Northwestern professor speaks about progress in Israeli-Palestinian conflict

Annie McDonough, Reporter

A visiting religious studies professor gave a talk Wednesday on challenging traditional perspectives and sparking dialogue on the Israeli-Palestinian conflict.

Yakir Englander spoke to a crowd of about 70 people in Fisk Hall at the event, “New Paths in the Israeli-Palestinian Conflict: Politics, Actions, Dialogue and Theology.” Students in Englander’s class this quarter, Theology in the Israeli-Palestinian Conflict, organized the event, which included members from Students for Justice in Palestine, Wildcats for Israel and J Street U.

Nida Bajwa, one of the organizers, said Englander offers his class of about 30 students the chance to learn how theology operates in the conflict.

“It’s been a very transformative experience for a lot of students in the class, and I wanted to bring that transformative thinking to a bigger stage,” the Medill freshman said.

Englander is a specialist in modern Jewish philosophy and has a Ph.D. from The Hebrew University of Jerusalem. He also serves as the vice president of Kids4Peace International, a global peace organization that aims to educate children of all faiths on religious and cultural tolerance through summer camps and leadership programs.

Englander spoke about his involvement in the Israeli-Palestinian conflict by sharing his experiences of fear and violence while growing up in a Hasidic Jewish family.

“I grew up in a family with a lot of love and a lot of love for God, but in that same family, we never wanted to meet anyone who was not Hasidic,” he said. “I grew up with a lot of fear for Jews.”

Englander said when he was 15, two Palestinians were killed by a bomb they had placed next to his synagogue.

“It made me, of course, hate more and fear more,” he said.

However, Englander said his perspective changed when he left his Hasidic community at 22 and was drafted into the Israel Defense Forces, where he had the job of collecting both Israeli and Palestinian dead bodies while fighting was going on.

“What changed was a slap in my face because for the first time I understood what it means to be with my enemy and to understand that my enemy looks exactly like me,” he said. “What do you do when you are under fire and you need to decide how many parts of the body you are going to take time to pick up to bring home to Palestine or to Israel?”

Englander said his experience in the middle of the fighting was a moment where “all the narratives just changed,” and insight into a second narrative began to grow for him very slowly. He said it will take years to reconcile the differences.

He continued his talk by speaking of his work with Kids4Peace in Israel, where he brings both Israeli and Palestinian children together to do an “internal critique,” which he described as a dialogue in which individuals critique themselves in an effort to understand where their hatred stems from.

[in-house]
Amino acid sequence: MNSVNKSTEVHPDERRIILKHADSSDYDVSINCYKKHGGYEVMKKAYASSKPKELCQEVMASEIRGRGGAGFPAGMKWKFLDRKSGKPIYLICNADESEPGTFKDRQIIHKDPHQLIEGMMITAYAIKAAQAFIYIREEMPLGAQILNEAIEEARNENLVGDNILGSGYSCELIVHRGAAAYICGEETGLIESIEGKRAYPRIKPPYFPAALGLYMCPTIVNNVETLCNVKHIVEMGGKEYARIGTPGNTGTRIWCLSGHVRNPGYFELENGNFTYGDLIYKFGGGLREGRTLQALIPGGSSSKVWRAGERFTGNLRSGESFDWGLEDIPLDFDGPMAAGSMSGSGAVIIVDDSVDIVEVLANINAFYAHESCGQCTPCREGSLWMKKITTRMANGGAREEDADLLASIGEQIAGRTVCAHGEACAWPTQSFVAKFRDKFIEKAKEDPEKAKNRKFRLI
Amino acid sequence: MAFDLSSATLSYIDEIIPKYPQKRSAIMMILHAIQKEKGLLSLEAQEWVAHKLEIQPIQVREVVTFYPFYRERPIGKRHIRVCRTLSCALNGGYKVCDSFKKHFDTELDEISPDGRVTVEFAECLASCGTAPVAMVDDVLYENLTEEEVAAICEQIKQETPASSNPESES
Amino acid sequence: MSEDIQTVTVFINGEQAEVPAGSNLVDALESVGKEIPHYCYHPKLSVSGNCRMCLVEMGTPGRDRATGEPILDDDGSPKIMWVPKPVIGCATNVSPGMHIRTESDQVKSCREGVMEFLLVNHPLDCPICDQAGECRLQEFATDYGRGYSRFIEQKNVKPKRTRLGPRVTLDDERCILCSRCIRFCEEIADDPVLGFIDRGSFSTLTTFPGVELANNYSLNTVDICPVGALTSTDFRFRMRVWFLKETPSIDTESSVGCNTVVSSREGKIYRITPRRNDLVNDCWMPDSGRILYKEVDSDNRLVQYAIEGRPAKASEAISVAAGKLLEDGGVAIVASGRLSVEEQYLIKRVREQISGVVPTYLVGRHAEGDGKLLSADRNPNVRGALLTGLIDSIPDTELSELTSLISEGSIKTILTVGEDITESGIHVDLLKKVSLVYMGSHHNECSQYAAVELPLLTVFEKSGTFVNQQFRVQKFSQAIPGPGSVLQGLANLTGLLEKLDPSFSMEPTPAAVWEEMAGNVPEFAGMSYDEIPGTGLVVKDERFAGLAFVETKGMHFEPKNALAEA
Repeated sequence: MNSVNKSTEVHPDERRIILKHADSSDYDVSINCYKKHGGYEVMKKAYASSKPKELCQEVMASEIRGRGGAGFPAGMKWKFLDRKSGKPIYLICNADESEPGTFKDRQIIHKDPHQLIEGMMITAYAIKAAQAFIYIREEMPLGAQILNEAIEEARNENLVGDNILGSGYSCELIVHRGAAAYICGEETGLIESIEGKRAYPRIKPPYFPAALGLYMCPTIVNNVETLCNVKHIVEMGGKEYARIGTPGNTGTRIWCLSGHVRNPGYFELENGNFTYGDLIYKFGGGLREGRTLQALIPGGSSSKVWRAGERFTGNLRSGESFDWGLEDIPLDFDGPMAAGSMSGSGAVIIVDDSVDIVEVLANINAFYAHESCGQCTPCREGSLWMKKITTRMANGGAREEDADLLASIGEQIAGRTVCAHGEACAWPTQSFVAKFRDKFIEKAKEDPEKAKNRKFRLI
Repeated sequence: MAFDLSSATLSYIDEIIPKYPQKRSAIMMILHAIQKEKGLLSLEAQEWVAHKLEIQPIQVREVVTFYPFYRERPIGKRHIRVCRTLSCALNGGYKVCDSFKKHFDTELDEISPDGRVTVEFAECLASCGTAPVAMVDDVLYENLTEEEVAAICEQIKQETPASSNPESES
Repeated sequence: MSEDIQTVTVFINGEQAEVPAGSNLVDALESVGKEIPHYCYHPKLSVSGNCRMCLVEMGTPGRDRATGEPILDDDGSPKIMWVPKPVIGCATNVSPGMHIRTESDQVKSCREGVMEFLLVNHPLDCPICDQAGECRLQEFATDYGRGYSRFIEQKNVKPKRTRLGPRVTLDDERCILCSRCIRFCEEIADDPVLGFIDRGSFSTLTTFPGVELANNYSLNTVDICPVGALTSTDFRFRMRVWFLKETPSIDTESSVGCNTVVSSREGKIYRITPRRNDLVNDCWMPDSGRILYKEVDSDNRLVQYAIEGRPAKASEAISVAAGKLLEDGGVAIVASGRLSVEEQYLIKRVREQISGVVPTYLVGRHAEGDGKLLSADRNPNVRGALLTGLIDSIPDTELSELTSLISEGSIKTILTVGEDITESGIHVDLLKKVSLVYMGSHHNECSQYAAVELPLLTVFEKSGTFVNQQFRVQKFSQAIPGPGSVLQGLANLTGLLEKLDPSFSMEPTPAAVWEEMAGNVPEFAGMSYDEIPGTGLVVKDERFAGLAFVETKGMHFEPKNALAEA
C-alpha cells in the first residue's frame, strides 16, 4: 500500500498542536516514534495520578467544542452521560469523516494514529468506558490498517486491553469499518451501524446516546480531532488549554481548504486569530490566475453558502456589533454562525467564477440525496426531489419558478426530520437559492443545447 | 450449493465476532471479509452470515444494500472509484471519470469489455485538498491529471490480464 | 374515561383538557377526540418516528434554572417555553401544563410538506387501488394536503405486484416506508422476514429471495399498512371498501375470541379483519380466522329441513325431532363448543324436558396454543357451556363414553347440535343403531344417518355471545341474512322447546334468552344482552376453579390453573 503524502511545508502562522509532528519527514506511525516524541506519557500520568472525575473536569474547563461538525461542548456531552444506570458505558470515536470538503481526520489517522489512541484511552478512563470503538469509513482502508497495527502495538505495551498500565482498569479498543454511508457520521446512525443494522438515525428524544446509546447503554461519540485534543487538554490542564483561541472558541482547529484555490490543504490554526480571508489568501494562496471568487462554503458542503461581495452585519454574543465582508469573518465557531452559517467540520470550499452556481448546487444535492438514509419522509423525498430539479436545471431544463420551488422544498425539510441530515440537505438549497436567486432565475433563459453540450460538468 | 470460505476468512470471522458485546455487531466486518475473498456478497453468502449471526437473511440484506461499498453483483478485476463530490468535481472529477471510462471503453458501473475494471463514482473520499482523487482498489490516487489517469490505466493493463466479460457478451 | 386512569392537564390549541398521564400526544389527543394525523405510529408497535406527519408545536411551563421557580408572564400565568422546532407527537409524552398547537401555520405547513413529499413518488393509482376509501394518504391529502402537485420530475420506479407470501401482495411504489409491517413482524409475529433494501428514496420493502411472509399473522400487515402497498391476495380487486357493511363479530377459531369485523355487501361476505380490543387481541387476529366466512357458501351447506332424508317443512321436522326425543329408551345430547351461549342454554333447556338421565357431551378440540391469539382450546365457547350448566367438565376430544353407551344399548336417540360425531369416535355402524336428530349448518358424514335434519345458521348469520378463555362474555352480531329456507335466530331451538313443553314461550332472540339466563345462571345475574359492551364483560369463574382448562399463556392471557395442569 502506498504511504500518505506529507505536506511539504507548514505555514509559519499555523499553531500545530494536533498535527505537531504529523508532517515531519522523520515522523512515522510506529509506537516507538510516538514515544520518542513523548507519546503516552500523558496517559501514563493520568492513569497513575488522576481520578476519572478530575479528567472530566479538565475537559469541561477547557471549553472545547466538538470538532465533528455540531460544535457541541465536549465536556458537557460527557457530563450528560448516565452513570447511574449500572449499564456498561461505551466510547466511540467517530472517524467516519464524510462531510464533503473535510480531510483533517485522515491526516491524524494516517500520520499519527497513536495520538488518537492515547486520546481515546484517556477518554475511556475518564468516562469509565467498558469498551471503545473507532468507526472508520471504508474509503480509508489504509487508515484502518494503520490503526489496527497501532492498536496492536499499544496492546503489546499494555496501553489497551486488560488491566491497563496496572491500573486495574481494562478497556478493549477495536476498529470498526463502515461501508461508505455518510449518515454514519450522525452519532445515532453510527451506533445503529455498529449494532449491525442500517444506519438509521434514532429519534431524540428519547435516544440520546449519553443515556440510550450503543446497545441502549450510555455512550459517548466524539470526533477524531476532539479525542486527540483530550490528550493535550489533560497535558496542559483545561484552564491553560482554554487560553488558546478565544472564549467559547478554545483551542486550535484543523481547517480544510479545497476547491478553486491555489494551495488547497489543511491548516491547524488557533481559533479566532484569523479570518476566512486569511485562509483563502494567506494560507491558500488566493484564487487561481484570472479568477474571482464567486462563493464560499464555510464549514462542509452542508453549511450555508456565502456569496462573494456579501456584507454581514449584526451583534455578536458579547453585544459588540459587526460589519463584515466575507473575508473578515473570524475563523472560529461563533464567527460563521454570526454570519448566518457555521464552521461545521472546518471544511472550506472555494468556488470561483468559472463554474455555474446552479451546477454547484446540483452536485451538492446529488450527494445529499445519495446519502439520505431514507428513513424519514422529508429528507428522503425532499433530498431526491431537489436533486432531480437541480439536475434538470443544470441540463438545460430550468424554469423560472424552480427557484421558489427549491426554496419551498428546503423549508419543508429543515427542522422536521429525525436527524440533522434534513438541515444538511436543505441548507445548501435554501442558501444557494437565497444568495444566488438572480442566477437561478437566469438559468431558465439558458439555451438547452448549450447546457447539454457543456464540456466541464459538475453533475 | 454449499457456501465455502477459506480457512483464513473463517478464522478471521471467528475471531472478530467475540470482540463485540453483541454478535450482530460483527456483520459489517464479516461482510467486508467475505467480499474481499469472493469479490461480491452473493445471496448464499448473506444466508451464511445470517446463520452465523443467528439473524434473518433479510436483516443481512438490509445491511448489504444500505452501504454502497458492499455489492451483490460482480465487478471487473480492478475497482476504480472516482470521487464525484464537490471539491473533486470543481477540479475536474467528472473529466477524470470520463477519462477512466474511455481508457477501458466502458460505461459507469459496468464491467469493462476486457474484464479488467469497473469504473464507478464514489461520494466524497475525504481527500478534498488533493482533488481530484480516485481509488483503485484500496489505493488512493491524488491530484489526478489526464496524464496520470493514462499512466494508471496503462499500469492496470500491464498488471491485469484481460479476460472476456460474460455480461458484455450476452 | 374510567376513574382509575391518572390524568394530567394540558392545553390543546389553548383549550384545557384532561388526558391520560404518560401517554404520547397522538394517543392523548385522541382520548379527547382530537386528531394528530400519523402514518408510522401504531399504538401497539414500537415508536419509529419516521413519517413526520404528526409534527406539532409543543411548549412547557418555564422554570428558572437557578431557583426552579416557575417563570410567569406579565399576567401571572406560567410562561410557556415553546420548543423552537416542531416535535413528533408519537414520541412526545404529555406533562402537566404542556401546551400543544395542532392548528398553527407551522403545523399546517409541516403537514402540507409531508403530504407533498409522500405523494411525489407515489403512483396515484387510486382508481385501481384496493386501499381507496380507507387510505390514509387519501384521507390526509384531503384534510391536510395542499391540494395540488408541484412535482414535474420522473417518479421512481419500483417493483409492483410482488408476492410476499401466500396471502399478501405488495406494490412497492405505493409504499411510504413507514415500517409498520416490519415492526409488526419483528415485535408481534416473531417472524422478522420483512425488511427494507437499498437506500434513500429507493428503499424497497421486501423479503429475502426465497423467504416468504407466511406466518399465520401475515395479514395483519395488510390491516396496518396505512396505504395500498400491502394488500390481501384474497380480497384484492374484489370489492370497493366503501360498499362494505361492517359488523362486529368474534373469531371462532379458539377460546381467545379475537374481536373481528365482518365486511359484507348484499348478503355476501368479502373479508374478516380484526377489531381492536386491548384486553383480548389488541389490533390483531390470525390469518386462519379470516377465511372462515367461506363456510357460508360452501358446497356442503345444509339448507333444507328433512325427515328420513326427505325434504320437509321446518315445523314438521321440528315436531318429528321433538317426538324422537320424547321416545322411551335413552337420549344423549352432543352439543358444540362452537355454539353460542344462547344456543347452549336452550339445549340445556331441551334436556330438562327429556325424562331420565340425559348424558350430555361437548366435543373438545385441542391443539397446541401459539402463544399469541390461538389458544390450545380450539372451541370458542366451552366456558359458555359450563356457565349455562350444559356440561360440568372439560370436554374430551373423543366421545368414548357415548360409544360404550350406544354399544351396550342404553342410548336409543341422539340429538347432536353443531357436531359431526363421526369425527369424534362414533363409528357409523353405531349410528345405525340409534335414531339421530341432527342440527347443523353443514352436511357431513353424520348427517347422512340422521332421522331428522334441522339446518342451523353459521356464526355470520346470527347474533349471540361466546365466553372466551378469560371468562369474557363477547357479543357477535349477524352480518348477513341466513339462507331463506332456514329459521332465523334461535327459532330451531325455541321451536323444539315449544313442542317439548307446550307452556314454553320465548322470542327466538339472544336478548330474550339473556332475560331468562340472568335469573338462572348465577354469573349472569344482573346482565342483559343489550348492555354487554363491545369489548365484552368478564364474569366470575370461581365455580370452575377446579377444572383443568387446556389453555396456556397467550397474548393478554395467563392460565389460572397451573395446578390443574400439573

“Internal critique means that something in my story changes, from the time I start working with Palestinians and I listen to them and they listen to me because it means that they sacrificed something to listen to me,” he said.

Englander addressed the Palestinian issue of right of return and said he is partly responsible, as a Jewish man who grew up in Israel, for the Palestinians who were displaced from their homes.

“I, Yakir, don’t have any right to continue to live my life until this problem is healed,” he said. “I don’t have safety and peace when my Palestinian brothers and sisters don’t have safety and peace.”

Englander did not take any particular position about solutions to the conflict and pledged at the beginning of his talk to not critique the Palestinian side.

“There is an assumption in the debate about Israel and Palestine that Jews need a Jewish state,” he said. “As a son of a father from the Holocaust, I totally understand it. But when you are collecting bodies, you raise the question: What is more important – life or anything else? We must wake up in the morning and ask ourselves this everyday. Choose life.”

Englander said the role of NU students on campus must be to bring their opinions to pro-Israel and pro-Palestine events and just listen.

Bajwa, who spoke at the beginning of the event, said campus discourse on the issue that has “traditionally been very polarized.” She said Englander’s talk exceeded her expectations.

“I think it really challenged people’s perceptions of the conflict,” she said. “At the end of the day, that was the goal.”

Englander spoke of the complexities in the justifications made by both sides of the conflict but urged the audience to understand the responsibility and price that goes along with every proposed solution, including the Jewish belief in their right to the holy land.

“It’s hard. Life is hard,” he said. “But that’s what rabbis have been telling us for hundreds of years. You want to live in the holy land? Live holy.”

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